A week ago in Israel two archaeologists announced the discovery of a Neolithic town that existed 9,000 years ago on a piece of land that otherwise seemed totally vacant. To their surprise they unearthed a place that apparently housed about 3,000 people. It had streets, homes and burial grounds, well below the surface.
It was a busy little town. The archaeologists found arrowheads and spearheads, jewellery and trade goods that clearly came from distant places. They found warehouses containing huge quantities of lentils and other legumes, preserved over the millennia.
The discovery was carried out by Hamoudi Khalaily and Jacob Vardi from the Israel Antiquities Authority, who said this was the first Neolithic community found in Israel of comparable size to others. It’s about five kilometres west of Jerusalem on the banks of Nahal Sorek, near the ancient road leading from the Judea lowland to Jerusalem.
As archaeologists, Khalaily and Vardi have won the lottery. In future their names will always be mentioned whenever people talk about this strange town, whatever they decide to call it.
As I mentioned when discussing archaeology in an earlier column, Brian Fagan, an authority in this profession, points out that both the science and art of archeology were created in modern times.
That gives his profession its ability to tell something vital about the true history of the world. Not long ago, in the early 19th century, it was assumed that humans had been on earth for 6,000 years, more or less. But in modern times, human-like bones of Neanderthals have raised questions about that. Exotic art objects have suggested the endless diversity of humans and a new chronology of human life has been assembled with the help of geologists. All assumptions were challenged and everything has changed.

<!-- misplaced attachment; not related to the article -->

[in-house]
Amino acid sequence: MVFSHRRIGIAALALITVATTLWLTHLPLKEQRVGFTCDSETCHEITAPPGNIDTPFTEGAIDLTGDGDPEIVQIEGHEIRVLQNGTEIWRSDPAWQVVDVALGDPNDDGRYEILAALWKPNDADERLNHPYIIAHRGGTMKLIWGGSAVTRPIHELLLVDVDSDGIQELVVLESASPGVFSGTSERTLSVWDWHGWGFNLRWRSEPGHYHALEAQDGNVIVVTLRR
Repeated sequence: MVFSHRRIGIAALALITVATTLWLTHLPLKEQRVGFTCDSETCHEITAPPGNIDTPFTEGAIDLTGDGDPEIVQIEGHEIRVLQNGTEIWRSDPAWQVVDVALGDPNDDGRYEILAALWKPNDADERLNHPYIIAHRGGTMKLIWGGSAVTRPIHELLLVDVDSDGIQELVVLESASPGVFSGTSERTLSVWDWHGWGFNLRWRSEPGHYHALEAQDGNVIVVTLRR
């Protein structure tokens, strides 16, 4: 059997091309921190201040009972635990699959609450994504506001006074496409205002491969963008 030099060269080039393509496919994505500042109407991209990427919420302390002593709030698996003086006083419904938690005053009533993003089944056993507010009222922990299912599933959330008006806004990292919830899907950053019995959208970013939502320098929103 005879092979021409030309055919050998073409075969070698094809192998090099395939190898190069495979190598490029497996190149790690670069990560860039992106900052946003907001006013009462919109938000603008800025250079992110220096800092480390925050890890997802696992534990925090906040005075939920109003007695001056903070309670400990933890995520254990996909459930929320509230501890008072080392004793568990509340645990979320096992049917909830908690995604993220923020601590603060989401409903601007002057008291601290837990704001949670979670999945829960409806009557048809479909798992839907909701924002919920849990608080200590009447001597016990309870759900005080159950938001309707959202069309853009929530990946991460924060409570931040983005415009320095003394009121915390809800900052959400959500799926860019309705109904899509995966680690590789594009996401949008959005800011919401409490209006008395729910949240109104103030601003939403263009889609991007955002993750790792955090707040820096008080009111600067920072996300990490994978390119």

“Now the timescale is three million years and counting,” Fagan wrote. Archaeology pushed humanity’s knowledge backwards, creating a new historical horizon for all of us, opening a vast landscape of the past.
But it may be that archaeology has other surprises awaiting us. Sarah Parcak, a professor of anthropology at the University of Alabama, recently wrote a paper on the subject: How Space Technology is Revolutionizing Archaeology. She explains that “The human story, the story of us, is evolving at breakneck speed.” From space, high-tech equipment can spot variations on the ground that suggest large platform mounds, ceremonial centres, ringed villages and fortified settlements — all evidence of buried moments in civilization. In that way, scores of promising sites have been identified around the world. They await the curious scholars who will spend their time answering the questions the hidden sites are asking.
After the space exploration reports give the location of an ancient site, researchers must survey the site on the ground, a process known as “ground-truthing.” That leads to months or years of sophisticated digging.
In a recent Nature publication, a team led by archaeologist Jonas Gregorio de Souza announced 81 previously unknown pre-Columbian sites in the Amazon basin area of Brazil, using satellite imagery and ground surveys. Based on their findings, they estimate 1,300 other sites dating to between 1250 and 1500 AD could be found in just seven per cent of the Amazon basin, with potentially more than 18,000 others in total. More than a million people may have lived in areas that today seem largely uninhabitable.
Mapping sites from space is fun, Parcak says, but getting to explore them is what takes her back in time, often thousands of years, to eras when people believed in different gods, spoke languages now extinct and lived in places assumed never to have been occupied.
Who were those people? For archaeologists, the future of the past seems full of promise.